Harrisonburg, WA (WHSV) –
Update: Estimated time has now changed to Thursday after sunset. Space weather forecasting is very different from weather forecasting on the surface. There may still be some changes with the arrival of this solar storm.
Maybe you can save some time to watch the next night. Northern lights can be seen south of Pennsylvania, and in many cases, perhaps even in the Mid-Atlantic.
A coronal mass disturbance (CME) moves into the Earth’s atmosphere sometime on Wednesday or Thursday, according to the NOAA’s Space Weather Agency. CMEs are large clusters of plasma and magnetic fields from the sun’s corona. Once the Earth’s environment is affected, they spread and can often form Northern Lights or Aurora Borealis.
Although it is a solar solar storm, it needs to be a little stronger for the northern lights to be visible in the far south.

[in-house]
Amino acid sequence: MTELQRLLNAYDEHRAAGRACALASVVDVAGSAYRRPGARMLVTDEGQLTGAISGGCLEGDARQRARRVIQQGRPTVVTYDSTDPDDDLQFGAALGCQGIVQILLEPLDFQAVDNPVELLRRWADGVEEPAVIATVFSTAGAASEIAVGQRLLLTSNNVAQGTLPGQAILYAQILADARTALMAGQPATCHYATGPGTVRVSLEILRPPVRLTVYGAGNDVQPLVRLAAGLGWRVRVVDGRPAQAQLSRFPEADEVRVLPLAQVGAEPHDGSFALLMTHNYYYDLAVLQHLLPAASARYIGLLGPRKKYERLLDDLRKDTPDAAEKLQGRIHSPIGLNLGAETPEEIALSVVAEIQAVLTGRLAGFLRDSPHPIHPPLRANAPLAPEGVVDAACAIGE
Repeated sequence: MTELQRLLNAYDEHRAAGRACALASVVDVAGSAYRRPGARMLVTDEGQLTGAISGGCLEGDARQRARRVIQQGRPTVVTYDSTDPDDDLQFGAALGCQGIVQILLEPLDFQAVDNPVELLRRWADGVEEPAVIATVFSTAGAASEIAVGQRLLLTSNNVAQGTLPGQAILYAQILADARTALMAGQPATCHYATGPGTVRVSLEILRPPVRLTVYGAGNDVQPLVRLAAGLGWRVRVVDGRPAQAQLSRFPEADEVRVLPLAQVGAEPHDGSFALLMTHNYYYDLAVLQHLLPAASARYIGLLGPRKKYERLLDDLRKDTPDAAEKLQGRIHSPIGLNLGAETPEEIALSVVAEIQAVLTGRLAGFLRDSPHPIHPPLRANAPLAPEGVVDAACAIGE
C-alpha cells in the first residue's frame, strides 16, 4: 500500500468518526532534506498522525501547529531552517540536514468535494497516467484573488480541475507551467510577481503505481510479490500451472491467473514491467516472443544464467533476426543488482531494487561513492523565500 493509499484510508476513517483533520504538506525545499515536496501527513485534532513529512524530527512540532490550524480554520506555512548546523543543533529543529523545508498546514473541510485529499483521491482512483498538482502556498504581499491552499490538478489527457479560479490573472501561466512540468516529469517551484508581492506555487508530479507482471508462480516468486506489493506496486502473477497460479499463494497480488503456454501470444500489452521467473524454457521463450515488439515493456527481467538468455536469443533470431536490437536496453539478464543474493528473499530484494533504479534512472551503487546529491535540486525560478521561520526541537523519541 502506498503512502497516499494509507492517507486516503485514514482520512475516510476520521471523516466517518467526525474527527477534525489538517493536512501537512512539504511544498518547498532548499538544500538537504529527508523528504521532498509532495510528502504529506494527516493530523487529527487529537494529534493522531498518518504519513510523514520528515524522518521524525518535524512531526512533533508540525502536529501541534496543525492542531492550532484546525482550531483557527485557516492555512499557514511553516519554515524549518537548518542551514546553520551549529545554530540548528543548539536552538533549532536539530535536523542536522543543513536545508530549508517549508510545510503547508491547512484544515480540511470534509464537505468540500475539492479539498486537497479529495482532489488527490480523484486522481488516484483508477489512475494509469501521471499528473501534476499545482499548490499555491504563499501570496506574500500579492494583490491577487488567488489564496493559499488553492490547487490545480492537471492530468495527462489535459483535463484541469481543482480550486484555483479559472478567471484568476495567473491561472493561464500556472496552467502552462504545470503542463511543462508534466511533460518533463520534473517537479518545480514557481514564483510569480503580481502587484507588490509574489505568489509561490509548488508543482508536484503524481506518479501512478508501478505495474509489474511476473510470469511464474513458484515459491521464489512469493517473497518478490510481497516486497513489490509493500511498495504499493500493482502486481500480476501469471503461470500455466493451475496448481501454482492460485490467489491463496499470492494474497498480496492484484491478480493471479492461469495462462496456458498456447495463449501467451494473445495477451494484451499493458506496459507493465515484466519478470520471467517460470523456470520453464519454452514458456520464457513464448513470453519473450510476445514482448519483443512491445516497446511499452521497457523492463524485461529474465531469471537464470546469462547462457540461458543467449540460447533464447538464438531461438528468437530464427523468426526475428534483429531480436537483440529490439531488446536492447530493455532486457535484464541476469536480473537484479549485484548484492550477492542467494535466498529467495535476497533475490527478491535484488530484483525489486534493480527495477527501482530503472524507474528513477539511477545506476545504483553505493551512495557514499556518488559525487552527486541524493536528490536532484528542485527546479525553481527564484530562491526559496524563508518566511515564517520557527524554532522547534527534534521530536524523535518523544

This is what it should take
- Will need hit hit to kill the environment at night. If it happens during the day, we don’t see it.
- The Observe Reza must be strong enough to see the southern lights far enough to look very carefully here.
- You will need to move to a very dark place away from the city lights.
- Be sure to get a good view of the northern distance.
In general, taking photos of them has better results than with the naked eye because you can use longer exposure.
A local astronomer, Jason Rinehart, captured the Northern Lights on camera in June 2015, looking down at Buchanan Ta looking along the Blue Ridge Parkway. In 2015 he was the 4th Geomagnetic Storm. The current one is C3.
It would be rare to see them locally, but it has happened before. Don’t set your expectations too high, but then again, it’s fun to go out and do some stargazing while you’re at it.
When to see
The best time to watch would be after sunset on Thursday. However, we will have a better idea of the time as the Earth approaches the Earth.
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